In one night, Matt Taylor finished Tinder. He ran a script on his computer that automatically swiped right on every profile that fell within his preferences. Nine of those people matched with him, and one of those matches, Cherie, agreed to go on a date. Fortunately Cherie found this story endearing and now they are both happily married.
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The algorithm method: how internet dating became everyone's route to a perfect love match
Navigating dating in a digital world where Instagram and imagery serve as currency can be nothing short of exhausting. Many of us are lost in the sea of swipe rights, DM's, and unsolicited imagery that comes with dating sites. So without ticks of approval and character references from mutual friends, how can we tell if the people we are matching with are really, well, a match? Perhaps one of the most well-known apps, and also one of the most notorious, Tinder is a swipe-based aka appearance-based dating app that requires little to no effort other than signing up and being in the vicinity of other people.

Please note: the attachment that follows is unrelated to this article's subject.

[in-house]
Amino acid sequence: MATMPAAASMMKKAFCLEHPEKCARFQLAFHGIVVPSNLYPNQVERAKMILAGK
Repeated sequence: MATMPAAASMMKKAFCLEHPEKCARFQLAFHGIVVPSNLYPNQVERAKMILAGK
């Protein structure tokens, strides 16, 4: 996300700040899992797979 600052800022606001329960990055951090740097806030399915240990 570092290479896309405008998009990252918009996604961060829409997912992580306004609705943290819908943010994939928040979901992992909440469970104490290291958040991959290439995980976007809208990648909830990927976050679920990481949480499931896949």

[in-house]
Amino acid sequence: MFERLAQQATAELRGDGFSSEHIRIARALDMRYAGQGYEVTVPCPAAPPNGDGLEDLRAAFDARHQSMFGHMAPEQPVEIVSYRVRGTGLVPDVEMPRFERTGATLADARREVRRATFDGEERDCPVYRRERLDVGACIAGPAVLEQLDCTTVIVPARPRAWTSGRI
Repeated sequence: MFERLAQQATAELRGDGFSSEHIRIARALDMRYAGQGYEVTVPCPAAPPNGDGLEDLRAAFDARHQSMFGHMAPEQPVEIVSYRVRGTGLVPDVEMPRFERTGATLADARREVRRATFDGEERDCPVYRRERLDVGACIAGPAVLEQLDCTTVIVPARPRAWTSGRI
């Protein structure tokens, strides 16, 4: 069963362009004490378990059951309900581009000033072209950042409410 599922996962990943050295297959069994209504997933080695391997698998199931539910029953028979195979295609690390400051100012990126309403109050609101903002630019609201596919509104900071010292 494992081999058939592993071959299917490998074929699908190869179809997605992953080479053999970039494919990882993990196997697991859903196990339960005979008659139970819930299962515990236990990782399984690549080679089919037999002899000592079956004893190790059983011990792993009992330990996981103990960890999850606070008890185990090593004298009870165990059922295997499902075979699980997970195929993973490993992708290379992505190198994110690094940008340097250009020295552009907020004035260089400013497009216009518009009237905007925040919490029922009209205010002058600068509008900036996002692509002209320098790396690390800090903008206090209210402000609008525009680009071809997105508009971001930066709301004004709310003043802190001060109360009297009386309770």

Ben Berman thinks there's a problem with the way we date. Not in real life—he's happily engaged, thank you very much—but online. He's watched too many friends joylessly swipe through apps, seeing the same profiles over and over, without any luck in finding love. The algorithms that power those apps seem to have problems too, trapping users in a cage of their own preferences.